Review: Area 7

Area 7
Area 7 by Matthew Reilly
My rating: 5 of 5 stars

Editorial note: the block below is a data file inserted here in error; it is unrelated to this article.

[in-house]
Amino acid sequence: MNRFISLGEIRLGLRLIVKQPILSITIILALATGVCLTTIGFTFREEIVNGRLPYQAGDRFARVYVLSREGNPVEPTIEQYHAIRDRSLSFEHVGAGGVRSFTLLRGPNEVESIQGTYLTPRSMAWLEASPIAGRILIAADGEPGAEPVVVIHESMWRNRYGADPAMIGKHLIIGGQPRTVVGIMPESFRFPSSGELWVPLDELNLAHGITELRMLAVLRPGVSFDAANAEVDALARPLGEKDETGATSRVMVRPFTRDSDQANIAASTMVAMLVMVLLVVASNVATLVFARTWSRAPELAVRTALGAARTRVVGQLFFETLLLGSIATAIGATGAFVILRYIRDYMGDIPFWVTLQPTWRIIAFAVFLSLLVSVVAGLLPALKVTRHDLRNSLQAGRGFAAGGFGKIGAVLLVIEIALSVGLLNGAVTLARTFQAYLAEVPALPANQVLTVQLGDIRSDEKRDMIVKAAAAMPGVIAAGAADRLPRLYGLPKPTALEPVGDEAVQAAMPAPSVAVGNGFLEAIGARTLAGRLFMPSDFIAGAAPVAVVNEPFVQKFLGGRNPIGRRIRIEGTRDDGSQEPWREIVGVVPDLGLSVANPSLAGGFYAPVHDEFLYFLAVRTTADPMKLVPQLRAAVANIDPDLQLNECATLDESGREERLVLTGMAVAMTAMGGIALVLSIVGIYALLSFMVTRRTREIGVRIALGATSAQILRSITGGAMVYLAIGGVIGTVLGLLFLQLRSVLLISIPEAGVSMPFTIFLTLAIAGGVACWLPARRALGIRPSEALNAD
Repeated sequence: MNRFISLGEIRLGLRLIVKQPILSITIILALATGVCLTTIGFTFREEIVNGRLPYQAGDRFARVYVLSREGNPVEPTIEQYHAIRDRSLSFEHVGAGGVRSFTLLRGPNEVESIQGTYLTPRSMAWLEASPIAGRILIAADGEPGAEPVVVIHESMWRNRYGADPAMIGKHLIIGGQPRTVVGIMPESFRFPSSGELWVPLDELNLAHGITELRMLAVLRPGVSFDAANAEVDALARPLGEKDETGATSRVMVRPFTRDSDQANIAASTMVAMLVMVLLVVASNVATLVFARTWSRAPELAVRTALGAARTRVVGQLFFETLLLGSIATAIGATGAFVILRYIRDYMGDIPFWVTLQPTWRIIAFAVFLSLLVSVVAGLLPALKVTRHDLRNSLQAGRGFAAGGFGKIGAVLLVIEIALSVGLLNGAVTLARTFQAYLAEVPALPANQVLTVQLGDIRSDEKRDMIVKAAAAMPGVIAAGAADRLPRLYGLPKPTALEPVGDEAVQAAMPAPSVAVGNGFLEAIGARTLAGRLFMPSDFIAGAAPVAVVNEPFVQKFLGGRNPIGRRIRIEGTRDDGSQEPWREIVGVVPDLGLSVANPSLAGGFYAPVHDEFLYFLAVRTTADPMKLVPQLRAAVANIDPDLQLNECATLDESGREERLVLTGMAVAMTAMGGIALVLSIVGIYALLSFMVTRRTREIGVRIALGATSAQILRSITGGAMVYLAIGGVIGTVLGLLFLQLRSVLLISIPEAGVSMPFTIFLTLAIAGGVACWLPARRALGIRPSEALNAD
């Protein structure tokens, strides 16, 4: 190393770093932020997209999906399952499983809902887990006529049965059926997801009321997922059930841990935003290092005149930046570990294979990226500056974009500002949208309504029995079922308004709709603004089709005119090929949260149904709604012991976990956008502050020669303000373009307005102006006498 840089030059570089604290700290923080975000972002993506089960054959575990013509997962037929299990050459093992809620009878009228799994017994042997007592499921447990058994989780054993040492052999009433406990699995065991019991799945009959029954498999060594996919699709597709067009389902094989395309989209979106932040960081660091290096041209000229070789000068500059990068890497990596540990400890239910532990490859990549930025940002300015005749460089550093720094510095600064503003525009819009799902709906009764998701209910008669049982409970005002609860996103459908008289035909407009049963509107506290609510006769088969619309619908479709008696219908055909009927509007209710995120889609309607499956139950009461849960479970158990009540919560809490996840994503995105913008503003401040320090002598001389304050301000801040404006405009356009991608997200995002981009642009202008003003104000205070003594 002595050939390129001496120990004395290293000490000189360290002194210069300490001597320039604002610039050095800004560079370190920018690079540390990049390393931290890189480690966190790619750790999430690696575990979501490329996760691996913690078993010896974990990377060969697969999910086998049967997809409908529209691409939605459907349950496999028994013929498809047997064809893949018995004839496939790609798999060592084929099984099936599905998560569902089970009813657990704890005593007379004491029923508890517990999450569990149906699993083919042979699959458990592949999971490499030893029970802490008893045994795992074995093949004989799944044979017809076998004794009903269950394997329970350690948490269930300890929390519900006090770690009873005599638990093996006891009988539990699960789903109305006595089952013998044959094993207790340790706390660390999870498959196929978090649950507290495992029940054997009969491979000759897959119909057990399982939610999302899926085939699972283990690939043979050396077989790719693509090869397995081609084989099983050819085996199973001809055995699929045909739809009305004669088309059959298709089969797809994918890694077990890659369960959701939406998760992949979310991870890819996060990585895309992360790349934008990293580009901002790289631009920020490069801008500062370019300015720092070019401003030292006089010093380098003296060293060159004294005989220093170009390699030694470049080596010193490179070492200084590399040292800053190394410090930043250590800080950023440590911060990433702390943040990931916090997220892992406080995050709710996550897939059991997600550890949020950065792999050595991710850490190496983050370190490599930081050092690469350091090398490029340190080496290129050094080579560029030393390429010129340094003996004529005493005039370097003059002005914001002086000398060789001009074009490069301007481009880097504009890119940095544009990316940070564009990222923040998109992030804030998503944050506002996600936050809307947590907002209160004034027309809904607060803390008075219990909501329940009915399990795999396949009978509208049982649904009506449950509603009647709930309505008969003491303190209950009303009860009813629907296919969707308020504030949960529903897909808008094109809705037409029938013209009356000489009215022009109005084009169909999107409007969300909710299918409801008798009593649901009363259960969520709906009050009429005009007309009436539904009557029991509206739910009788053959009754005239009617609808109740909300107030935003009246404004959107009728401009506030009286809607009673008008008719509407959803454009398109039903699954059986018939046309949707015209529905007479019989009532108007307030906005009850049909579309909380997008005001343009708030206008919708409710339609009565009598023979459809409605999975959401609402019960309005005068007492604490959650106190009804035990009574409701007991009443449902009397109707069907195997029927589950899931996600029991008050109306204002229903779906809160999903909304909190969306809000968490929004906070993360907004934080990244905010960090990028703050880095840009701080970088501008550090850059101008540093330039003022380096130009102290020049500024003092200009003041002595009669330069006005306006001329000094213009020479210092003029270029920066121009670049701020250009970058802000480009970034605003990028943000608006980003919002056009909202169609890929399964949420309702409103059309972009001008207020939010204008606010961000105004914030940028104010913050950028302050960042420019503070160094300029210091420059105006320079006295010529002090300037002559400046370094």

Okay, so I’m on a Matt Reilly kick – actually I am reading anything I can find in the boxes piled up still, and he was on top. But I will soon switch gears to some YA from the library. This is my second reading, the first in 2007. Again, I loved this book. The second in the Shane “Scarecrow” Schofield series (The first was Ice Station, set in Antarctica), this one is set in a mysterious government facility in Utah, called Area 7, where classified work is being done. Along for the ride is “Mother,” a 6ft. 2″ giant of a bald headed woman, who is a gunnery sergeant, and Libby “Fox” Gant, who has just begun dating Scarecrow, so called because of twin scars down his eyes (he wears mirrored sunglasses as a result). This time around, because of the notoriety from the Ice Station business, he has been assigned to Marine One and the President’s detail. The President is visiting Area 7 and 8, both classified, and as they enter the facility, Scarecrow gets a spidey sense that all is not well. Within minutes he is proved right, as a rogue element of the air force stationed there announces the plan of it’s leader, a convicted treasonous former AF Colonel, to televise a hunt for the President in the facility, six levels of it. If he dies, huge bombs will be set off in 14 airports strung across the Northern US. He wants a pure white southern America. As they race against time, and a much larger foe, it takes all of Scarecrow’s considerable cunning to elude the captors, follow the “rules” set up, and protect the President. Once again the story is replete with exclamations and italics, like “blasted” and “crashed,” etc. It is a characteristic of Reilly’s books, esp. the earlier ones, and while it does remind me of the old Batman and Robin show, the book is what it is – pure action, adventure, with a dose of humor, and lightheartedness thrown in. Reilly doesn’t take himself seriously, and if there is limited character development (I think, having read all his books once, and working on a 2nd reread that that is not entirely true – it is just spread across the books, as it is with Jeremy Robinson and James Rollins), it is more than made up for in his stated purpose of action, action, action. It’s a romp, a delight, and improbable at best, but what fun. I find myself giggling with glee. Where else can a 55 yr old woman get the thrill of a Sydney Harbor Bridge using Maghooks? And find guns with 900 rounds a minute? Only in Reilly’s books.

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